Madeleine Carroll’s second British film was What Money Can Buy (1928) a story about a man who makes a bet that he can seduce a woman, a tale about “a woman’s soul.”
At this stage of her career, every newspaper report of Madeleine’s movies included a mention of her B.A. from Birmingham University. The column writers promoted her as an example of “the modern intelligent woman who seeks to combine a career with a family.” However, this was a challenge that lay ahead for Madeleine.
Charlie Chaplin and Virginia Cherrill did not get on during the making of City Lights. He was a perfectionist, she was casual about acting; he fancied her, she didn’t fancy him. Nevertheless, in this article dated December 1933 Virginia was full of praise for Chaplin describing him as a ‘genius’, ‘unorthodox’ and a ‘colossal worker’ who understood what audiences wanted.
In 1933, Hedy Lamarr featured in Ecstasy, a movie that would shape her life and career. Banned in America and Germany, the film won awards in Europe where it was regarded as a work of art.
Ecstasy received its first mention in the British press on 22 May 1933. The reaction? Members of the Leicester Film Society found the film “of absorbing interest”. However, Hedy’s, and Ecstasy’s, story had only just begun…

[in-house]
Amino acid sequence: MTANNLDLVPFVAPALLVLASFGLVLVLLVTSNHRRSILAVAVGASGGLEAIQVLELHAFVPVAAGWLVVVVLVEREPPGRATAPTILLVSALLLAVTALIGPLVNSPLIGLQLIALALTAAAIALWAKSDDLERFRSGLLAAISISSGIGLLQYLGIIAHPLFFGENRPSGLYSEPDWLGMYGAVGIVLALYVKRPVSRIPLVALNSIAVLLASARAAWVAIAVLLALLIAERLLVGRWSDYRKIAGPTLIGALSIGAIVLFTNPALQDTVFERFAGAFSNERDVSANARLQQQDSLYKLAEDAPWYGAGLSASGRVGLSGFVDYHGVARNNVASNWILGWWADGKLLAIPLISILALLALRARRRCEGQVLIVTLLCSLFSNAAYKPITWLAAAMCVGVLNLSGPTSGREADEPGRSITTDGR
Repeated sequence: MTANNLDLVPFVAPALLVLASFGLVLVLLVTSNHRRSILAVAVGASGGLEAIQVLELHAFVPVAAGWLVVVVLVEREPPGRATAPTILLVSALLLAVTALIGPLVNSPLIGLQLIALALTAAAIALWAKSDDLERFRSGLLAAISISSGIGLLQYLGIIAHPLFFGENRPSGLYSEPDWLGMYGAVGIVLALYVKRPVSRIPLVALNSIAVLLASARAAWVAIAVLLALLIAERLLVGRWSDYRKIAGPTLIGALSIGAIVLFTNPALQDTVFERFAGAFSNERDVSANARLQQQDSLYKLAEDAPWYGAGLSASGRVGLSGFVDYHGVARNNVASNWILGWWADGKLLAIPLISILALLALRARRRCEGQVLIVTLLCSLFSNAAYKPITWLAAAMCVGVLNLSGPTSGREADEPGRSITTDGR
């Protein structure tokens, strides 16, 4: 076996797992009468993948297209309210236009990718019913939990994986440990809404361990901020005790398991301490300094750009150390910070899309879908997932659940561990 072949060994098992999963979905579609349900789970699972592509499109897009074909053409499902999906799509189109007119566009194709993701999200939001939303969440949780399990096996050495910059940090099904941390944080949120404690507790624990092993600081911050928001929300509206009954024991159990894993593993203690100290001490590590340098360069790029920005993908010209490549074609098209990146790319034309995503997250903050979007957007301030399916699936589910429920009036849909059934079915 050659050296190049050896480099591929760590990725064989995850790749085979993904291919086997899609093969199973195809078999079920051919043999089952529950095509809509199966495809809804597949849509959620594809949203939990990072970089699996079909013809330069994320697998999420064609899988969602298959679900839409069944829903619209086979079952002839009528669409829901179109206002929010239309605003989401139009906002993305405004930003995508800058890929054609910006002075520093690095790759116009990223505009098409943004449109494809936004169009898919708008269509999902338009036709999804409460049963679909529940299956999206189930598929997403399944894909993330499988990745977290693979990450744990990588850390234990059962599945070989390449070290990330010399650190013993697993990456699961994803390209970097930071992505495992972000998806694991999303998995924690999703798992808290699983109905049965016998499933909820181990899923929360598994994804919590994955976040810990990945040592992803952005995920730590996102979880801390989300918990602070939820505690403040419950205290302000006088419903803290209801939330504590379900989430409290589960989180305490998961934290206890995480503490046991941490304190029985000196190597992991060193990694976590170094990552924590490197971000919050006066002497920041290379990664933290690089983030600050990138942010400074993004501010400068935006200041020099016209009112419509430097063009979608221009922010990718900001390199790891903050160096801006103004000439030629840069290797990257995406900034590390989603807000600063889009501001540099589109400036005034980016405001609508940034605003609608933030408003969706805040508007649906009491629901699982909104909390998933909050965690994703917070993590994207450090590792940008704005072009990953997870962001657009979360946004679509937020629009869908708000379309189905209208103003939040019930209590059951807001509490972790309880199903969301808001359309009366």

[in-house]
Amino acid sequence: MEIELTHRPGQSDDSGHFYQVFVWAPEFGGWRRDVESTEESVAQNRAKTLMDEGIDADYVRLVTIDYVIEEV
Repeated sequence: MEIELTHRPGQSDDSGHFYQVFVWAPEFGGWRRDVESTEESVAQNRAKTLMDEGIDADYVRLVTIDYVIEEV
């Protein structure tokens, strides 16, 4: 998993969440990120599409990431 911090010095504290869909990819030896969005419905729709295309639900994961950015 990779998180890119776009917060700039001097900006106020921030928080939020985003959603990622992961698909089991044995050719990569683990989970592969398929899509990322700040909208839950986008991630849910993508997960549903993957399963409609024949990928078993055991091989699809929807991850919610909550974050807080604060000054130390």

May 1933, and a good concise report on Hedy Lamarr’s film career and personal plans. Given Hedy’s anti-Nazi stance during World War II, the last paragraph is particularly fascinating.
Arms manufacturer Fritz Mandl’s (futile) attempts to suppress Hedy Lamarr’s controversial movie, Ecstasy. He married her after she’d made the film, then objected to it. Mandl also insisted that Hedy should retire from screen and stage acting, and refuse to have her picture taken. Needless to say, the marriage did not last.
In the spring of 1937, Hedwig Kiesler, disguised as her maid, made her escape from her first husband, Fritz Mandl. She made her way to London, then on to Southampton. On September 25, 1937, she boarded the Normandie, (pictured) and set sail for New York.
On her travel documents, Hedwig described herself as 5’ 7” tall, fair complexion, brown eyes, brown hair. She claimed that she had no intention of seeking citizenship in America.
Hedwig boarded the Normandie with actress Sonja Henie. Earlier that day, in Le Havre, movie producer Louis B. Mayer also boarded the ship. Over the following five days Hedwig and Mayer became well acquainted to the extent that when Hedwig stepped off the Normandie in New York she was ready to embrace a new name, Hedy Lamarr, and a career in Hollywood.
Mastodon 1970s Mega Movie Poll
Capricorn One 40% v 60% The China Syndrome
One Flew Over the Cuckoo’s Nest 25% v 75% Monty Python and the Holy Grail
A Clockwork Orange 80% v 20% THX 1138
The Sting 78% v 22% McCabe and Mrs Miller
Slaughterhouse-Five 56% v 44% Time After Time
The Godfather 82% v 18% Marathon Man
Catch 22 57% v 43% Kelly’s Heroes
My latest article for the Seaside News, about Charlie Chaplin’s City Lights, appears on page 40 of the magazine.
Social media https://toot.wales/@HannahHowe